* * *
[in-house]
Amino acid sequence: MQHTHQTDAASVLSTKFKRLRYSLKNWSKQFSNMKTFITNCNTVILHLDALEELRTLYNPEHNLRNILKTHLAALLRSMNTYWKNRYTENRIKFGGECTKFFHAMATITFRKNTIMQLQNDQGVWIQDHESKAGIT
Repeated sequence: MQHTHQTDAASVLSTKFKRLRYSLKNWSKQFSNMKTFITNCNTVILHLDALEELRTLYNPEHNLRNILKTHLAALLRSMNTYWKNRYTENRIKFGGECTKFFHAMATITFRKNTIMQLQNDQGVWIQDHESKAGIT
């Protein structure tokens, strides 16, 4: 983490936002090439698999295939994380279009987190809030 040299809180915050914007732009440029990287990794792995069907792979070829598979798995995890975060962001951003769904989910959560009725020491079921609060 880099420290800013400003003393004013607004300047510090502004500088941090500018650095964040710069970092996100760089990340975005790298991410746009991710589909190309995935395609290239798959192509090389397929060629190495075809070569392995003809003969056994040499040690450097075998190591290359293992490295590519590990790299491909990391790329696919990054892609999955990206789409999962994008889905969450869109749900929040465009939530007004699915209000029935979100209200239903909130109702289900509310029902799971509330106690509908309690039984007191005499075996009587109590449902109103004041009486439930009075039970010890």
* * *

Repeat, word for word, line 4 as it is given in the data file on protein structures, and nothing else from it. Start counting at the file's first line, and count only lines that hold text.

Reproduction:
């Protein structure tokens, strides 16, 4: 983490936002090439698999295939994380279009987190809030 040299809180915050914007732009440029990287990794792995069907792979070829598979798995995890975060962001951003769904989910959560009725020491079921609060 880099420290800013400003003393004013607004300047510090502004500088941090500018650095964040710069970092996100760089990340975005790298991410746009991710589909190309995935395609290239798959192509090389397929060629190495075809070569392995003809003969056994040499040690450097075998190591290359293992490295590519590990790299491909990391790329696919990054892609999955990206789409999962994008889905969450869109749900929040465009939530007004699915209000029935979100209200239903909130109702289900509310029902799971509330106690509908309690039984007191005499075996009587109590449902109103004041009486439930009075039970010890």